Saturday, March 3, 2012

Please, please, please somebody make Barack Obama stay at home

Remember that William H. Macy movie called "The Cooler"? 

Macy plays a degenerate gambler whose luck is so bad that Alec Baldwin, playing a casino owner, actually pays him to sit down next to other gamblers who are on winning streaks.  Macy's mere presence at the table is enough to chase good luck away.   

If Barack Obama ever walks into a casino when I'm playing blackjack, I'm gone. 

First, Obama appeared at solar panel manufacturer Solyndra, praising them and their products for leading the way into the new, green, wholesome, stimulus-funded, just freakin' awesome future.  Solyndra went bankrupt. 

Then came LightSquared.  Obama himself was an early investory in the company.  Now there are nasty allegations that folks at the White House encouraged an Air Force general to change his sworn testimony about the company's finances.  LightSquared isn't bankrupt yet, but it is getting ugly.  If you need the White House to destroy your competitors, you're probably about two laps away from the drain. 

I won't bore you with all the failed "stimulus" boondoggles.  Let's get to the latest financial misadventure of this deluded little man who just happens to have access to your money to your great-grandchildren's credit cards. 

And that would be the Chevy Volt.  The taxpayer subsidy on each of these little go-carts is already set at $10,000.00 each.  We've already had to save G.M. from bankruptcy. 

Here's an enthusiastic video of "The Cooler" at the G.M. Hamtramck plant making a victory lap around a Chevy Golf Cart that needs a new $9,000.00 battery every five years.  (And the old battery is hell to get rid of in an environmentally responsible way.  I'm not a greenie, but I do care about taking care of the earth, avoiding negative externalities, etc.)  A Fresh Coat Of Whitening to Michelle Malkin for the link to this video, BTW. 

Flash forward two years.  Here's the Detroit Freep:

General Motors has told 1,300 employees at its Detroit Hamtramck that they will be temporarily laid off for five weeks as the company halts production of the Chevrolet Volt and its European counterpart, the Opel Ampera.

“Even with sales up in February over January, we are still seeking to align our production with demand,” said GM spokesman Chris Lee.

"Aligning our production with demand".  What a glorious statement.  That was the problem faced by the last buggy-whip manufacturer.  The makers of New Coke also had to deal with aligning production with demand.  Ditto for the producers of Milli Vanilli's last CD.  Kodak recently failed to align production with demand.  When you fail to align production with demand, you go broke.  That's what generally happens when politicians try to "produce" with stolen money.  They have no freakin' clue what consumers "demand".  One thing they don't demand is the Chevy Volt.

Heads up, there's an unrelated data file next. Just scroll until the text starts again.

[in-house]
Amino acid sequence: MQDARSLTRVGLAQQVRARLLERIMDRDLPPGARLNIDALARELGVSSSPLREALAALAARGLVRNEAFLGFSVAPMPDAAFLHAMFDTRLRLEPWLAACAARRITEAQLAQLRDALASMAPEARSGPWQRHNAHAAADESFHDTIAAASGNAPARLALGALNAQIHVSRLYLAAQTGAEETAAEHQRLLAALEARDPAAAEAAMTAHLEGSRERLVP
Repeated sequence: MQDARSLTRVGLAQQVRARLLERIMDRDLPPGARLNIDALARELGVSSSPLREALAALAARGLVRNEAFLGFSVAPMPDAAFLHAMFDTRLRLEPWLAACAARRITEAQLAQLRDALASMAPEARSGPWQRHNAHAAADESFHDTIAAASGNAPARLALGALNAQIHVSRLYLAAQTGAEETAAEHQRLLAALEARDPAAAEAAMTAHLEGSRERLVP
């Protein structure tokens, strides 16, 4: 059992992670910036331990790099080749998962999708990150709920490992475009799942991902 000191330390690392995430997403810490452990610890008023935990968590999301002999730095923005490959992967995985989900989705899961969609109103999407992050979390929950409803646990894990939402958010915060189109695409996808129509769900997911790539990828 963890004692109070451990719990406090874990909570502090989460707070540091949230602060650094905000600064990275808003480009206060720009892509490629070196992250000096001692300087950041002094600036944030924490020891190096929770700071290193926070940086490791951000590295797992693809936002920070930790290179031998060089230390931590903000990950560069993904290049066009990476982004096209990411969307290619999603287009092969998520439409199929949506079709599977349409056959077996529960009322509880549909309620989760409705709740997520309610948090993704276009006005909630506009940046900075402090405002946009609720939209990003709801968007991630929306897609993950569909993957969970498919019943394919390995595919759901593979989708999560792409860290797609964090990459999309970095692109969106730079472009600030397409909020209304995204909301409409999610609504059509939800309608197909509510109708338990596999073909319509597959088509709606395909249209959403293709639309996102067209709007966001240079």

Lee said employees were told Thursday that production would put on hold from March 19 to April 23.

The Chevrolet Volt, an extended-range electric car, is both a political lightning rod and a symbol of the company’s technological capability.

Chevrolet sold 1,023 Volts in the U.S. in February and has sold 1,626 so far this year.

In 2011, Chevrolet sold 7,671 Volts, but fell short of its initial goal of 10,000.

GM had planned to expand production of its Volt plug-in hybrid to 60,000 this year, with 45,000 earmarked for the U.S.

At 1,626 for the year, they're on pace to sell about 9,500.  IF people aren't scared away by the exploding batteries.  Did you know that the batteries explode?  Here's what it looks like when you leave a Volt in your garage unattended for a week:

Last fall, the GM and the National Highway Traffic Safety Administration spent several weeks trying to explain why two Volts whose batteries were punctured caught on fire after sitting around for at least a week.

NHTSA determined that the range-extended electric Volt is as safe as any gasoline-powered vehicle on the road.

GM said on Jan. 5 that it would improve the structure and battery-coolant system of the Volt sedan to protect it better against fires after crashes.

The incident also was the subject of a congressional hearing in January that included testimony from GM CEO Dan Akerson.

“We did not design the Volt to become a political punching bag and that’s what it’s become,” Akerson told Congress on Jan. 25.

Sorry dude.  The only reason your product exists is politics. 
Now you've been visited by "The Cooler". 
You're doors are going to close. 
Man, I used to love my Chevy pickup.  This is a shame. 

The picture of the Chevy Volt fire came from here.  The cartoon of all the Chevy Volt subsidies came from here.  The propaganda below came from the White House website. 

1 comment:

CenTexTim said...

Aw, man ... You stole my thunder. I had a rough draft of a post pointing out the Newspeak underlying the "align our production with demand" quote and you yanked the rug right out from under me.

I guess great minds do think alike.